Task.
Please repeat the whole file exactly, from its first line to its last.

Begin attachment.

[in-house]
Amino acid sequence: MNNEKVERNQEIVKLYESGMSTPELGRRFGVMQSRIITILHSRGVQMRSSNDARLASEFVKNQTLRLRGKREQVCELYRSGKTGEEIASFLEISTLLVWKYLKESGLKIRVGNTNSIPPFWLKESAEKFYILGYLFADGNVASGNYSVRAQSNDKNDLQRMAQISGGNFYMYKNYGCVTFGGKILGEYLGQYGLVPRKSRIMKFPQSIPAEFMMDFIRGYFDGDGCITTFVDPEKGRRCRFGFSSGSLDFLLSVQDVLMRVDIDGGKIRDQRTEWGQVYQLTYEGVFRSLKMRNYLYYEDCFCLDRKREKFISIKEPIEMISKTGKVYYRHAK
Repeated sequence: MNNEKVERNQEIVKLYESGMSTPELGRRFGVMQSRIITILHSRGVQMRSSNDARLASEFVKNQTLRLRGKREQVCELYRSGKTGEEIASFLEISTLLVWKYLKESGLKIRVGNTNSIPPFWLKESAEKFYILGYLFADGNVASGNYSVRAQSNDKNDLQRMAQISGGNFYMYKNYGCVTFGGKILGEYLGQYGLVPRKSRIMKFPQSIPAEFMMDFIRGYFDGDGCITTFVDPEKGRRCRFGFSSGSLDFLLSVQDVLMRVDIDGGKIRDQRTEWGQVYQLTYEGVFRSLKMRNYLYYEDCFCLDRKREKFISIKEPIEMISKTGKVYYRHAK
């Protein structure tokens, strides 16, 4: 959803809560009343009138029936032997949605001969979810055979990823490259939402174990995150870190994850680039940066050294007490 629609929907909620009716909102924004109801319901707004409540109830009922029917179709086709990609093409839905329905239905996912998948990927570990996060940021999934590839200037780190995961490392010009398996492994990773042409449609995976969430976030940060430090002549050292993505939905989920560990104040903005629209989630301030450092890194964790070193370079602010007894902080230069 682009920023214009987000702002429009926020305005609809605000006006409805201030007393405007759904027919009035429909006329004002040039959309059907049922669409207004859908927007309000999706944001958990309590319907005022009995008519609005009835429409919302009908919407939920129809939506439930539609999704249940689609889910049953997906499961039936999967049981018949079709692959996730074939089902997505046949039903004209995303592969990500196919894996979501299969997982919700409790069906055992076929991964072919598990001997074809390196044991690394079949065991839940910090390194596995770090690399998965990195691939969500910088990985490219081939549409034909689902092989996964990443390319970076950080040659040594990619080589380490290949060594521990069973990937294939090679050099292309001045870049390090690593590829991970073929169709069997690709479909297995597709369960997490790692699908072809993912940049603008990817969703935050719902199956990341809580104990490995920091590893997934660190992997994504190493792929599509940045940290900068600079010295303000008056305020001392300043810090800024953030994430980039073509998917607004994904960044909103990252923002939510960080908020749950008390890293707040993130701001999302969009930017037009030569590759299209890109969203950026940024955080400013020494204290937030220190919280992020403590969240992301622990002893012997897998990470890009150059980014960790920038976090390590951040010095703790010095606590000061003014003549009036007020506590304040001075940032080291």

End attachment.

[in-house]
Amino acid sequence: MNNEKVERNQEIVKLYESGMSTPELGRRFGVMQSRIITILHSRGVQMRSSNDARLASEFVKNQTLRLRGKREQVCELYRSGKTGEEIASFLEISTLLVWKYLKESGLKIRVGNTNSIPPFWLKESAEKFYILGYLFADGNVASGNYSVRAQSNDKNDLQRMAQISGGNFYMYKNYGCVTFGGKILGEYLGQYGLVPRKSRIMKFPQSIPAEFMMDFIRGYFDGDGCITTFVDPEKGRRCRFGFSSGSLDFLLSVQDVLMRVDIDGGKIRDQRTEWGQVYQLTYEGVFRSLKMRNYLYYEDCFCLDRKREKFISIKEPIEMISKTGKVYYRHAK
Repeated sequence: MNNEKVERNQEIVKLYESGMSTPELGRRFGVMQSRIITILHSRGVQMRSSNDARLASEFVKNQTLRLRGKREQVCELYRSGKTGEEIASFLEISTLLVWKYLKESGLKIRVGNTNSIPPFWLKESAEKFYILGYLFADGNVASGNYSVRAQSNDKNDLQRMAQISGGNFYMYKNYGCVTFGGKILGEYLGQYGLVPRKSRIMKFPQSIPAEFMMDFIRGYFDGDGCITTFVDPEKGRRCRFGFSSGSLDFLLSVQDVLMRVDIDGGKIRDQRTEWGQVYQLTYEGVFRSLKMRNYLYYEDCFCLDRKREKFISIKEPIEMISKTGKVYYRHAK
């Protein structure tokens, strides 16, 4: 959803809560009343009138029936032997949605001969979810055979990823490259939402174990995150870190994850680039940066050294007490 629609929907909620009716909102924004109801319901707004409540109830009922029917179709086709990609093409839905329905239905996912998948990927570990996060940021999934590839200037780190995961490392010009398996492994990773042409449609995976969430976030940060430090002549050292993505939905989920560990104040903005629209989630301030450092890194964790070193370079602010007894902080230069 682009920023214009987000702002429009926020305005609809605000006006409805201030007393405007759904027919009035429909006329004002040039959309059907049922669409207004859908927007309000999706944001958990309590319907005022009995008519609005009835429409919302009908919407939920129809939506439930539609999704249940689609889910049953997906499961039936999967049981018949079709692959996730074939089902997505046949039903004209995303592969990500196919894996979501299969997982919700409790069906055992076929991964072919598990001997074809390196044991690394079949065991839940910090390194596995770090690399998965990195691939969500910088990985490219081939549409034909689902092989996964990443390319970076950080040659040594990619080589380490290949060594521990069973990937294939090679050099292309001045870049390090690593590829991970073929169709069997690709479909297995597709369960997490790692699908072809993912940049603008990817969703935050719902199956990341809580104990490995920091590893997934660190992997994504190493792929599509940045940290900068600079010295303000008056305020001392300043810090800024953030994430980039073509998917607004994904960044909103990252923002939510960080908020749950008390890293707040993130701001999302969009930017037009030569590759299209890109969203950026940024955080400013020494204290937030220190919280992020403590969240992301622990002893012997897998990470890009150059980014960790920038976090390590951040010095703790010095606590000061003014003549009036007020506590304040001075940032080291």